It all started with an idea: creating a blog together. Once we finally landed on a name we really just dove in head first. We also shared how much we are struggling and how we wish there has a platform that had some answers. We had some ideas and decided to share with an audience other than ourselves. We landed on Squarespace since it was a familiar platform, and we made sure to keep the aesthetics minimal with a tad bit of girly to fit both of our styles. We started blogging in December and on day one we got a lot of web hits. Given we had advertised the launch of the site for several days before. We started with blogs that introduced ourselves and then the rest is history!

  1. How long were you running the business before you started paying yourself? How did you live through those first few months/years?

We measure our success by our engagement via analytics. Google Analytics, Squarespace Analytics, and Facebook’s analytics have all been beneficial in helping us see just how many people ur blogs have reached. Our blog has over 100 subscribers (or frequent visitors) now. We plan to grow even more in 2018.

  1. If a kid walked up to asking for your advice and you only had a few minutes to give ‘em your best tip, what would it be?

Amanda: I would say to never let anyone discourage you from doing what you love. If no one gives you opportunities, create a role for yourself on your own. 

Greysi: Don’t think you have to have your life together all the time. Life is learning and growing. Don’t be afraid to try new things and don’t be afraid to fail because that is the only way to learn.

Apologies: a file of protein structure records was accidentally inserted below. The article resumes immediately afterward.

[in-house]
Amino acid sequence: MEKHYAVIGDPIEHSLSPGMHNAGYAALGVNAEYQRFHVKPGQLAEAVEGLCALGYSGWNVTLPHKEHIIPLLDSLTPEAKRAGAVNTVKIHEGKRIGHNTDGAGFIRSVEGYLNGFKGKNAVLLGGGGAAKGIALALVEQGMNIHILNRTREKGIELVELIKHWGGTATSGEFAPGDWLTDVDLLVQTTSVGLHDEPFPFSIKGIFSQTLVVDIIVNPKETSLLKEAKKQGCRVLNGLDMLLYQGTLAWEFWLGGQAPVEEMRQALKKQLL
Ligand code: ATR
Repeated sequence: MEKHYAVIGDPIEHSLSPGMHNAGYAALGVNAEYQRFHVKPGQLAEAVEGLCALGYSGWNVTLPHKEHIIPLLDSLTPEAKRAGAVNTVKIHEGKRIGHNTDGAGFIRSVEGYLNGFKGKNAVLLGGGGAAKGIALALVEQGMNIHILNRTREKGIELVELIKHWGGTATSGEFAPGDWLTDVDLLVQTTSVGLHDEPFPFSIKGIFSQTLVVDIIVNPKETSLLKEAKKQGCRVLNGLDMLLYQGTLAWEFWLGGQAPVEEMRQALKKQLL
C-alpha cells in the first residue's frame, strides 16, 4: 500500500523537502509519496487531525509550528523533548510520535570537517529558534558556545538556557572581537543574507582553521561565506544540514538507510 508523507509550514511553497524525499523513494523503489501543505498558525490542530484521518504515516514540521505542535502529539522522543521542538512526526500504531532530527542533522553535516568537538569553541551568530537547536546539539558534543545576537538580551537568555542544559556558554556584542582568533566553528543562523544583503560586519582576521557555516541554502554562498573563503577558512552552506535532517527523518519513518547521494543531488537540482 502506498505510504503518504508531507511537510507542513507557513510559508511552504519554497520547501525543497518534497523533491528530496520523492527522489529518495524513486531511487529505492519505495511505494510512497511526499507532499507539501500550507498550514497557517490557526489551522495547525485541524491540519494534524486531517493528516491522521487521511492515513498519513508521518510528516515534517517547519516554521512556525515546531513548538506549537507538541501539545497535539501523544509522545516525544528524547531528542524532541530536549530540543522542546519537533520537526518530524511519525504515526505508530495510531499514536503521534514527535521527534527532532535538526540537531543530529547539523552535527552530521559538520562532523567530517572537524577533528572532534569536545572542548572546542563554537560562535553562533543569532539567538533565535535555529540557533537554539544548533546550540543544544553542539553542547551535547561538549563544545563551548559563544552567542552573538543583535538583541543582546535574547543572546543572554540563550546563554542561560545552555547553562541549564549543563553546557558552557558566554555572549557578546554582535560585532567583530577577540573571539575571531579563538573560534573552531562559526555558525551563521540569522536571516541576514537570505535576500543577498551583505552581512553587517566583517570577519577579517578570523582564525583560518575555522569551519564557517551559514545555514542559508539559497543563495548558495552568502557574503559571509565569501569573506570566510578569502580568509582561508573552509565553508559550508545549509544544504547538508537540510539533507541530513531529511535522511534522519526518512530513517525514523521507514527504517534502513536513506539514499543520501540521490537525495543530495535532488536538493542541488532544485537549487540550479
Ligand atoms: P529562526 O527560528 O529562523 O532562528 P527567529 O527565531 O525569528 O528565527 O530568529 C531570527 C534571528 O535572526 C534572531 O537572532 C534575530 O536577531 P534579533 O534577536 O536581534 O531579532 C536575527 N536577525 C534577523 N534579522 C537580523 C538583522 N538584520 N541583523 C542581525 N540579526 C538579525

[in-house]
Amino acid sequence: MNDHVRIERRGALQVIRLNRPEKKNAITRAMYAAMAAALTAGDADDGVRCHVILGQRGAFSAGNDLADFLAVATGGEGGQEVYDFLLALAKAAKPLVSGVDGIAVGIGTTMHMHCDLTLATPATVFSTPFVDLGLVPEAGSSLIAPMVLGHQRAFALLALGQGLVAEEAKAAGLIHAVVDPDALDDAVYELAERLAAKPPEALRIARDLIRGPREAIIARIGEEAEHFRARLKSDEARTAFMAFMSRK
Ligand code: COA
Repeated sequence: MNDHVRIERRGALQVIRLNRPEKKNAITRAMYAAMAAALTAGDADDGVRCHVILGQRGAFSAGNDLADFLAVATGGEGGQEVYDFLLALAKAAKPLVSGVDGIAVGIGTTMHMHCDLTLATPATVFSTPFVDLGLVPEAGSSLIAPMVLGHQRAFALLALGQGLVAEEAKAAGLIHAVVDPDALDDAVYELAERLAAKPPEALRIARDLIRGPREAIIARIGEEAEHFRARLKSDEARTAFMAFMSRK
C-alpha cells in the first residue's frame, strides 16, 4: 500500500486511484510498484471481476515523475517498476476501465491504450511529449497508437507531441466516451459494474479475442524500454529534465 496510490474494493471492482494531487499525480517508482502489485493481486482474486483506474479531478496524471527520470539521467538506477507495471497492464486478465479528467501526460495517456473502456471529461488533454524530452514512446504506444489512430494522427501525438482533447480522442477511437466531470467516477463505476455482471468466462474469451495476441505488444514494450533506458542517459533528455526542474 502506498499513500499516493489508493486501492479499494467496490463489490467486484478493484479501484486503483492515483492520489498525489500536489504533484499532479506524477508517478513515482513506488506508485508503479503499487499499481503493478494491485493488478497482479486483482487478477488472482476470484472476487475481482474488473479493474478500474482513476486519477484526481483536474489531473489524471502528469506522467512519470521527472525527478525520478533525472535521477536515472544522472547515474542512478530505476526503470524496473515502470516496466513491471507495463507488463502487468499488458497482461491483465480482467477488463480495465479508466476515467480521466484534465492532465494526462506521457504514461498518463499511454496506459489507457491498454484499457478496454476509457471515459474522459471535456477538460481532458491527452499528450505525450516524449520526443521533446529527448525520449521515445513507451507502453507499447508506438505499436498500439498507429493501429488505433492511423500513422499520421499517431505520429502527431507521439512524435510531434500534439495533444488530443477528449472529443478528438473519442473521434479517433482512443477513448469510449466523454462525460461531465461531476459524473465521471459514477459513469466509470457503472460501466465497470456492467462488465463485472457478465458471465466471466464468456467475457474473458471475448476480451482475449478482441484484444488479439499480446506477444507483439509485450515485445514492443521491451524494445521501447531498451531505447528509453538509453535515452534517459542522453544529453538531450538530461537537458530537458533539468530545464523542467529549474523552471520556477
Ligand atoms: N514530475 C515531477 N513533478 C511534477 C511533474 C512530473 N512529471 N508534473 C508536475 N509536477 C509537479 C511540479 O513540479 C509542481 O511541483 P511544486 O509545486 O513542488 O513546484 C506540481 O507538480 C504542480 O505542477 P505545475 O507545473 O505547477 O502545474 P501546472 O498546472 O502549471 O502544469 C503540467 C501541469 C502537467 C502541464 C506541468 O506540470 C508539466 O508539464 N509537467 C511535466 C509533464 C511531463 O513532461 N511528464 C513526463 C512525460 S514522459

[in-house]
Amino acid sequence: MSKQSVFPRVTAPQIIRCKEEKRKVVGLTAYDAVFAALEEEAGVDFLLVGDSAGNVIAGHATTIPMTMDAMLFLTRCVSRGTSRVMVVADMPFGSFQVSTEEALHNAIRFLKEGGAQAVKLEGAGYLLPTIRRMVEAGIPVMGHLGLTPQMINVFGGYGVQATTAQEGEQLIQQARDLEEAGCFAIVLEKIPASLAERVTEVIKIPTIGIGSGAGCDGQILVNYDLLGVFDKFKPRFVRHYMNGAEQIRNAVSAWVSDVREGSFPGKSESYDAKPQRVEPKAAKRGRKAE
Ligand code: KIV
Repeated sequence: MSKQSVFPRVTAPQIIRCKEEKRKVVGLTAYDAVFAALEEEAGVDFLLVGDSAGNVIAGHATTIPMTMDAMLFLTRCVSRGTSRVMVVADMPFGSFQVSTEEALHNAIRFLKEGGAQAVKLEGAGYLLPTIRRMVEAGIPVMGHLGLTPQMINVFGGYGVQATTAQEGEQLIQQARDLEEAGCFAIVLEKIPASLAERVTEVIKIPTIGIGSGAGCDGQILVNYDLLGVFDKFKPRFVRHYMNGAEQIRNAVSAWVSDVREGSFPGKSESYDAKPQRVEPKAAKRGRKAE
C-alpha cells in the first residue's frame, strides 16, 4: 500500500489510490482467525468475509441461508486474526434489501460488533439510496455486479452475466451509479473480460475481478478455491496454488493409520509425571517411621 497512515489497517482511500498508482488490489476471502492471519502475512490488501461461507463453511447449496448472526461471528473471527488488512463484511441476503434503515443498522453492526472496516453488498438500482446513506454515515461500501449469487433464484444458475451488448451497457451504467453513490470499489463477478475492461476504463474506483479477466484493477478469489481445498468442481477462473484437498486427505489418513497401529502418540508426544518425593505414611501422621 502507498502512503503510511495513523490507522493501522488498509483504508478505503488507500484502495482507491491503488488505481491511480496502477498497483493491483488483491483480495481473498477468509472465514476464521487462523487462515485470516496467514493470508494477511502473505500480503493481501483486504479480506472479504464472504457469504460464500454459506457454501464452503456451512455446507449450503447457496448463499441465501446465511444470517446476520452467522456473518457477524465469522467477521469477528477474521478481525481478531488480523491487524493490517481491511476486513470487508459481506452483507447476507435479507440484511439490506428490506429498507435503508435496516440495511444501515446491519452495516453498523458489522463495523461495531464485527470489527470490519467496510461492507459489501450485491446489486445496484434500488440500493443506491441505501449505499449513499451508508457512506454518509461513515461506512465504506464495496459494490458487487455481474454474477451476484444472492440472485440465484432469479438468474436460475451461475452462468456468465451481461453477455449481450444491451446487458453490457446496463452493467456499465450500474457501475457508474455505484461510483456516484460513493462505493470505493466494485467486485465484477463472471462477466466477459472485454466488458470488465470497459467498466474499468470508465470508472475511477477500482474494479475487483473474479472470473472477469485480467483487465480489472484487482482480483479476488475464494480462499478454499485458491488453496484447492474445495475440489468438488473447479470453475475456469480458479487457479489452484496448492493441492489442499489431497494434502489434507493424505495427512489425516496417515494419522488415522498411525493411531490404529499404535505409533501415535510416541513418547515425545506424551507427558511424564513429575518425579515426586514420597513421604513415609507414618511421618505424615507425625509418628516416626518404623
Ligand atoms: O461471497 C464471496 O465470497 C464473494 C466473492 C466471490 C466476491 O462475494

The Pigmented family all went to see Black panther over the weekend. We’ve processed it, loved it, discussed it, and now, we have our reviews. 

This post will be dynamic and updated as our reviews come in  



don’t scare me like that colonizer.

Two years of anticipation. Strategic dodging of spoilers. Photo after photo on my Instagram and Facebook feeds of my friends and acquaintances dressing up in the flyest of outfits and going to see one of the most anticipated films of the year. Three days after the premiere in US theaters, I got my life, I got my passport stamped, and was finally on my way to Wakanda.

Like many others, I grew up with a very basic knowledge of the Black Panther. My dad, a comic book expert, used to talk on and on about Marvel’s first black superhero but I never sought out an issue for myself until after the movie was announced. However, it’s not a requirement that you know much because within the first five minutes of the movie, viewers are made privy to the history of Wakanda and it’s inhabitants.

Black Panther is a black movie. Not one-hundo percent FUBU, but still a black movie. It represents the broad spectrum of the African diaspora. From the jokes directed at black American culture (Shuri’s exclamation of “What’re those” in response to T’Challa’s sandals), to the dancing at Warrior Falls and the lip plate of the River Tribe’s elder that felt recognizedly African. This movie shows black folks in a light not seen before in popular culture and in a way that is both natural and refreshing.

There are so many boundary pushing elements in this movie but the closest to my heart is the portrayal of the female characters. It’s sooooo rare for superhero movies to portray the female characters as something other than a damsel in distress, or as fake strong but ultimately needing a male character’s help to overcome an obstacle. This is not so with Black Panther. It portrays it’s female characters as strong, intelligent, beautiful, fierce, funny, and so much more, and passes the Bechdel test with flying colors. There is a sense of sisterhood that I can’t really explain that just made me happy. Shuri, my favorite character, is the embodiment of what I was missing when I was growing up. She’s an insanely smart, funny black girl. Her intelligence doesn’t come off as something that makes her better than any of the other women or characters in general, but as celebrated and cool and encouraged. That’s dope.